Once we got to Marrakesh we were immediately engulfed in a tide of corporate organization. The company had laid on minibuses from airport to hotel, and they knew who was going to be on which planes, so they were waiting as we came through customs ready to escort us over as soon we arrived.
The hotel itself was some enormous golf resort place called the Palmeraie Golf Resort, which is around the other side of the city from the airport and it took a good hour or so to get there. As we arrived they had already arranged for a nice sit down and a cup of local sweetened tea while we were being checked in, and we had just enough time to acclimatize to our huge room before going down for the first event of the programme – a motivating talk in a huge auditorium. To be honest, it wasn’t that inspiring, but maybe because I’m used to being cynical about work after years of being used to constant change and tightening budgets.
Things picked up for the rest of the evening, by which I mean, there was some food and drink involved. The hotel had a large central area with swimming pools, and they’d split it up into “geographical” zones with a bar and buffet table in each. We were ushered over to the UK & Ireland zone, where our business lead was running the bar.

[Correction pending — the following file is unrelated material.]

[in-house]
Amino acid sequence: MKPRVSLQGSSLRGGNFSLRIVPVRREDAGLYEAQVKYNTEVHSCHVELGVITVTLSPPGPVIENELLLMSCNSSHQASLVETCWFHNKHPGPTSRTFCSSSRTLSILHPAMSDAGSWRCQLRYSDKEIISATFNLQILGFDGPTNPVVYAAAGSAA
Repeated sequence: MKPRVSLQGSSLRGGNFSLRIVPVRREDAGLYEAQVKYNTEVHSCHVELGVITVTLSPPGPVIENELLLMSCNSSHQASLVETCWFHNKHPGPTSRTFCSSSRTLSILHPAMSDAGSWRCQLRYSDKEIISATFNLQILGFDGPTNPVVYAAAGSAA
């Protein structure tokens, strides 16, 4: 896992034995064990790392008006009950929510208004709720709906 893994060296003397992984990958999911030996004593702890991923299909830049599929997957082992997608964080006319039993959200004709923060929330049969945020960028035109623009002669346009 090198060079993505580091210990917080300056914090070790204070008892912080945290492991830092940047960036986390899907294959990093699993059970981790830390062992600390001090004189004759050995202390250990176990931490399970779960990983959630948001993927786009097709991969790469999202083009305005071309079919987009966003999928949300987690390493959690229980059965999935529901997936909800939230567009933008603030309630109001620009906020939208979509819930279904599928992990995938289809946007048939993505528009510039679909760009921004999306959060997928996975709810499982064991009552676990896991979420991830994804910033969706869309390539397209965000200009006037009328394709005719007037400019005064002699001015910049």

There was a lot of alcohol involved. And a lot of food. And (strangely) a lot of carved watermelons. And towards the end of the evening there was some live music, which kept us awake for ages – most unwelcome given how knackered we were. Oh yes, as parents of two young children you can guess which side of the coin we landed when it came to that the choice between having a night of partying because we didn’t have the kids, and getting a good night’s sleep because we didn’t have the kids.
In May 2010 Kas and I travelled to Marrakech for the HP EMEA Top Achiever’s event, with a couple of nights extra stay for good measure. It’s a very interesting place to walk around and enjoy for a few days.
The Jardin Majorelle in Marrakech is rather spectacular and we managed to spend most of a day there.
A day of wandering the tourist sites of central Marrakech, having decided to stay a little longer after HP stopped paying.
A rather uninteresting team building activity, followed by a rather magnificent formal dinner.
Somehow my boss thought I’d had such a good year that I was worth a jolly to the annual Top Achievers Event.